ATM international fees are my least favorite kind of travel tax … $5 on each end to take out money? Ouch! This is why I always do a max withdrawal when aboard…!

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Nora Dunn August 9, 2014 at 5:19 am

Hi Adam,
In some cases, there is a disparity between the max withdrawal amount your bank will allow in a day, and the max withdrawal amount allowed by the ATMs. In Peru for example, I had to make three separate withdrawals of the maximum amount allowed by the ATM to reach my daily maximum set by my bank. And each withdrawal was $5….(before I upgraded my account to alleviate foreign transaction fees).

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NZ Muse August 13, 2014 at 6:36 pm

Yep, I found the maximum withdrawal amounts in Thailand to be puny! Same in Vietnam, I think.

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Nora Dunn August 14, 2014 at 5:31 am

NZ Muse – I wonder why those banks set those limits? Is it for security, or is it some sort of measure to get more withdrawal commissions out of us? Hmm…

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Raymond @ Man On The Lam August 10, 2014 at 2:21 pm

One hidden travel fee I’ve seen here in Europe is with rental cars. The lowest price shown on most rental car sites will be if you return the tank empty. Then of course you are charged after you have left an exorbitant amount for gasoline for them to fill the tank. Best to seek out a rental that allows you to return it full, even if the per day cost is slightly more.

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Nora Dunn August 11, 2014 at 12:59 pm

Wow – good point, Raymond. I’d never have thought to look out for that!

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Christine | GRRRLTRAVELER August 11, 2014 at 6:14 am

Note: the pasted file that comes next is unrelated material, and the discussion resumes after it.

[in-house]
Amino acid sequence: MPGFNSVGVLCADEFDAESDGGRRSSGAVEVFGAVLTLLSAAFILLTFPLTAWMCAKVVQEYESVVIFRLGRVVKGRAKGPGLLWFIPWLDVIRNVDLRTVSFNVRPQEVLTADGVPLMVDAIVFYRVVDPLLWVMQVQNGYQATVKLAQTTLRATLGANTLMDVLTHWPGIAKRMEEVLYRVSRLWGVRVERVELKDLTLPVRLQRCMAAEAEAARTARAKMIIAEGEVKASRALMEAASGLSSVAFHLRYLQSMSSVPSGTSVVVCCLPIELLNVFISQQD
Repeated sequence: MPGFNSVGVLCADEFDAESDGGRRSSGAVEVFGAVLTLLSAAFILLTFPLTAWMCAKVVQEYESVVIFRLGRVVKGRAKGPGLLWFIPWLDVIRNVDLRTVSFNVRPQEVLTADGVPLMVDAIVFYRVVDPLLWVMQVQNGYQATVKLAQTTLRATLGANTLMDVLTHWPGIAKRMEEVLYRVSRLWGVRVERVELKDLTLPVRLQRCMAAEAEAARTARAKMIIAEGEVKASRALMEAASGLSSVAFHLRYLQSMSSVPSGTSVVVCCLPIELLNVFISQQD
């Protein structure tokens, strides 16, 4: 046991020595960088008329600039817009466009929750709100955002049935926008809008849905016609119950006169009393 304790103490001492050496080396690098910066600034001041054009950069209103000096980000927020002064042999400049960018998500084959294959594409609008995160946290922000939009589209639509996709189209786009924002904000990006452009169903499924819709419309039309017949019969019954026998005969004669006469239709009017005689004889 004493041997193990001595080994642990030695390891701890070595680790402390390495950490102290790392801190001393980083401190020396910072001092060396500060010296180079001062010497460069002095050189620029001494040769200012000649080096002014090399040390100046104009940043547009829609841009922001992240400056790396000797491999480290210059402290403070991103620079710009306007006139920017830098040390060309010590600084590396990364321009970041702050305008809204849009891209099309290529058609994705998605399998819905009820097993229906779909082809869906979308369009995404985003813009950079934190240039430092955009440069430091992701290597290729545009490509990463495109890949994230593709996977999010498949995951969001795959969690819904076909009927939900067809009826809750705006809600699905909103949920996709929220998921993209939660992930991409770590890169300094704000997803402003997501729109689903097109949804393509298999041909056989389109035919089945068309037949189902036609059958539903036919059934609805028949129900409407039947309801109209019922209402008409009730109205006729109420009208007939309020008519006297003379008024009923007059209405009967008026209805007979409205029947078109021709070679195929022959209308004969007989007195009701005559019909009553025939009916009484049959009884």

Nice list Nora. Ryan isn’t the only sneaky one. Jetstar and Allegiant are two low-budget carriers I flew on which had extra fees at every corner. Just booking was like navigating a secret land mine… choosing your seat, water!, blankets (of which they crank their AC so you want one), etc… Just not fun how on-guard you must be. I suppose at some point they’ll charge for ticket confirmations.

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Nora Dunn August 11, 2014 at 1:35 pm

Hi Christine,
Yep, I too feel like I’m navigating land mines when booking airfare! Let’s hope it doesn’t get any worse.

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Nic Hilditch-Short August 11, 2014 at 7:25 am

Ryanair as mentioned above can be quite bad, but I feel there are ways around those charges. We travelled to Dublin recently and the price was £9.99 each way, we ended up paying exactly that… but you have to take a carry on and be wary of those check boxes. Easyjet and Jet2 can be just as bad but there are still bargains to be had with them.

One thing which really annoyed me a couple of years ago was a Thompson hotel in Kos, Greece. This is not usually where we would either go or who we would travel with but we had a family wedding to go to so had little choice. We felt as it was a package we paid over the odds to begin with but once we arrived we were told that air conditioning was an additional charge of 10euros a night!! We had to go without in the end, Internet was also an additional charge at the Hilton in New York, where as we have stayed in hostels who offer both these for free!

http://www.theroamingrenegades.com

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Nora Dunn August 11, 2014 at 1:38 pm

Hi Nic,
I never seem to get those great Ryan Air deals, but then again I haven’t had to book that many flights in Europe.
It’s sad when we see the hotel industry taking up the same trend of adding expenses here and there; hopefully that doesn’t become the norm!